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Courtesy David Coffman
David Coffman with his first tom in four years
Courtesy John Wright
Extra ears helped John Wright bag this turkey.
Wednesday, April 24, 2013
Spring gobbler season in Virginia has been around long enough-since the early 60s-that some hunters legitimately now can be called old-timers in the sport. People like David Pollock, John Wright and David Coffman.
Maybe they would bristle at being called that, but I have the right to do so, because I am the oldest of the bunch.
Along about this time of the season, old and young hunters tend to get bearded and bleary eyed, so how have our three wise men fared?
"I reached a milestone Saturday in killing at least one spring gobbler for 40 straight years," Pollock told me.
"I never had that kind of run as a goal, but over the last few years I was aware of the possibility. I think back over the years and have to thank God for being blessed to have had all those fabulous spring mornings in the mountains of Virginia, the piedmont of Mississippi and the coastal plains of Florida.
"During those seasons I killed turkeys on the first day and turkeys on the last day, including having to kill a gobbler on the last day at 11:57 a.m. (three minutes before legal shooting hours end) to keep the streak alive.
"The experience made for one of the most memorable; although, as you know, the most memorable parts of all spring hunts are just being there to hear the first bird sing and walk through the wildflowers. We are truly blessed."
Pollock, who is in the real estate business in the Roanoke Valley, invited me to hunt with him, telling me he knew where a couple gobblers could be found on "some relative flat terrain." I assume that was for my benefit, not his.
I have killed turkeys with Pollock, both spring and fall and in the company of the legend turkey man, the late Kit Shaffer.
"I thought of you and Kit on my ride to the turkey woods on Saturday morning," Pollock told me. Memories are a big part of this sport.
One of the things I admire about Wright even though he is in his early 70s he retains a child-like fascination and awe for the outdoors, be it speckled trout fishing on the Eastern Shore or turkey hunting most any morning in the spring. He is a retired ABC Board director of law enforcement who lives in Amherst.
On opening day, he killed a tom while hunting with Chuck Tolley, who Wright described "as the best turkey hunter going, and I have been with some good ones in my almost 50 years of spring gobbler hunting."
Tolley's proficiency with a variety of turkey calls is outstanding, but what impresses Wright the most is his exceptional hearing.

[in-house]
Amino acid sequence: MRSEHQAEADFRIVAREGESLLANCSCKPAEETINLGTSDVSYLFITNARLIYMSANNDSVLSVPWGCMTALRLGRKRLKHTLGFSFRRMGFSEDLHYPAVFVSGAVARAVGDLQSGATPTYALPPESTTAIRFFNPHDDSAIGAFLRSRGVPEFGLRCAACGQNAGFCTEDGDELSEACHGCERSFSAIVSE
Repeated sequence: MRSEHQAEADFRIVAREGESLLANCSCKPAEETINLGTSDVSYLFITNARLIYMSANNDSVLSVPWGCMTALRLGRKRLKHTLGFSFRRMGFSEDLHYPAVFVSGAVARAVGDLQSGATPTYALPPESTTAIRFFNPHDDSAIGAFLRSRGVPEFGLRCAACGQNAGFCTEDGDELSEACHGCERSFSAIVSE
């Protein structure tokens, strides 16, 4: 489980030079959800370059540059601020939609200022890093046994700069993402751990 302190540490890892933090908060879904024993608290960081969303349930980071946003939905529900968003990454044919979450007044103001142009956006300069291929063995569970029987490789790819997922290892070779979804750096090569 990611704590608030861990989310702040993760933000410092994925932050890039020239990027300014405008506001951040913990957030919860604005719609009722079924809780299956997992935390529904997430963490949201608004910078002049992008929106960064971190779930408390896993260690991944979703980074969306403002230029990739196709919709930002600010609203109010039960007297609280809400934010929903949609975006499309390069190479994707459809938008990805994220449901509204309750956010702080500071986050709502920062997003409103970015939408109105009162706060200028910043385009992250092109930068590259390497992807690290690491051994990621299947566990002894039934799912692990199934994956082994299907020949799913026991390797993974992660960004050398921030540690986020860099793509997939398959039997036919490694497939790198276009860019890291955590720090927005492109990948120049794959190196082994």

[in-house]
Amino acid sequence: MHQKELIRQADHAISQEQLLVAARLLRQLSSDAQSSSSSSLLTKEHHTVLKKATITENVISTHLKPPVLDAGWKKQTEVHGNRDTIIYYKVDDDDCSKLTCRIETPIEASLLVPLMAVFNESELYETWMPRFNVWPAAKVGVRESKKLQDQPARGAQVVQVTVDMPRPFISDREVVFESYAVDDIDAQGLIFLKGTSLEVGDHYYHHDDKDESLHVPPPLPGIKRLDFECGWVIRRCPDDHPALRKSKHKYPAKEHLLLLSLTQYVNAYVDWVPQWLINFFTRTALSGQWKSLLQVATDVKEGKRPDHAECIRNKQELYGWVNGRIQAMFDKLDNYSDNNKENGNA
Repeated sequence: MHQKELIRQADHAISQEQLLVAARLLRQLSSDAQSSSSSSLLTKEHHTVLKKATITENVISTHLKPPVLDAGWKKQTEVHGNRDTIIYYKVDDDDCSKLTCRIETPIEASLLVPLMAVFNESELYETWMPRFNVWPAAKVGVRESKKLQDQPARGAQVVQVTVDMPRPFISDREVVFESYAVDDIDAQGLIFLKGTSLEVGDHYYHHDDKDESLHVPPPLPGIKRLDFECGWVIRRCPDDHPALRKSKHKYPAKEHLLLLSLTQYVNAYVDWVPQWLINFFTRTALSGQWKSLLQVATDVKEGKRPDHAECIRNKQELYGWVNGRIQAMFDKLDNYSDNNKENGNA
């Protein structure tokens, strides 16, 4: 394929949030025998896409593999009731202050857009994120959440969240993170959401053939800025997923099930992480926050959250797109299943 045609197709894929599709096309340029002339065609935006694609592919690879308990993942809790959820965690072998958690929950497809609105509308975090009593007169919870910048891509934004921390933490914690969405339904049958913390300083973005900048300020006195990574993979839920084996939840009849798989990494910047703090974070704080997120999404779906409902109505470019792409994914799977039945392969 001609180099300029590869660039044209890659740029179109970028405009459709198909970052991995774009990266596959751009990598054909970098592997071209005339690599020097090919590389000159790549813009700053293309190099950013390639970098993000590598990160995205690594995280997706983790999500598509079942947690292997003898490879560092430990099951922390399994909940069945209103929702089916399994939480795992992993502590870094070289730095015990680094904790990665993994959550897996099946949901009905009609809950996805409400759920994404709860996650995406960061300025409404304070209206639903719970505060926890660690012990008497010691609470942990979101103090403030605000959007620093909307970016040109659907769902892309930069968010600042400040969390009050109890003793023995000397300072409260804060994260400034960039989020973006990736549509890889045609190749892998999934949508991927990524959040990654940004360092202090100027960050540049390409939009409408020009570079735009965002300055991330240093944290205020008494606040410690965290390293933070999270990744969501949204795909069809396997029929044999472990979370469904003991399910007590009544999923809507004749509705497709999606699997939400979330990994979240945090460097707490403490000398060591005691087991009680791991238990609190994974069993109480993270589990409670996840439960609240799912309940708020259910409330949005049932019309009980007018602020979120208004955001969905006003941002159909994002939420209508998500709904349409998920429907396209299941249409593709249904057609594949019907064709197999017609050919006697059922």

"This AM he heard three gobblers that I could not hear even with my $4,000 hearing aids," Wright said. "Just before my gobbler appeared, Tolley whispered in my ear, 'He is right over the rim of the hill in front of you. I can hear him drumming.' Sure enough, within a minute the gobbler eased over the hill right where he said he would be."
Wright has an investment in Tolley, whose Dad was a fellow ATF agent who didn't hunt and asked Wright if he would take his son, who was about 12 at the time, hunting,.
"The first time I took him he killed a gobbler and he was hooked for life," Wright said.
Following Wright's recent opening day success, he took a cousin from West Virginia hunting the following Tuesday and watched him kill a 22-pound tom. Wright hunted every day of the week except one, which he took off to rest.
"I just can't go like I once did. Have to admit, I'm getting old."
"It's been a long time coming!" is how David Coffman described his successful opening week hunt on hunt club property in Louisa. Coffman, who is the editor of the Department of Game and Inland Fisheries "Outdoor Report," killed a 20.5-pound gobbler that had two beards, one 11 inches, the other 6.
"It was the first bird I'd gotten a shot at in 4 years," he said.
Before daylight, along the edge of a field, Coffman and his hunting partner, Sherwood Londeree, heard four gobblers sounding off in separate locations. While closing in on the "hottest" one, a different gobbler sounded off less than 150 yards from them.
"We got as close as we dared and set up 30 yards apart," Coffman said. "Sherwood hit his slate and the tom thundered back with a full, long gobble. He flew down off the roost strutting when he hit the ground, coming to Sherwood's yelps and clucks. I had a hen decoy 10 yards in front of me, and a few sweet purrs from my rustic-throated chestnut box call turned his strut toward the decoy."
Suddenly the scope on Coffman's 12 gauge was filled with the tom's powder-white head.
"Great friends, great weather, great shooting, great hunt and great memories," said Coffman of the hunt.
As for memories, Coffman and I have our share, one of which was a hunt many years ago in South Carolina when I killed a tom under the watchful eye of Kit (there's that name again) Shaffer.
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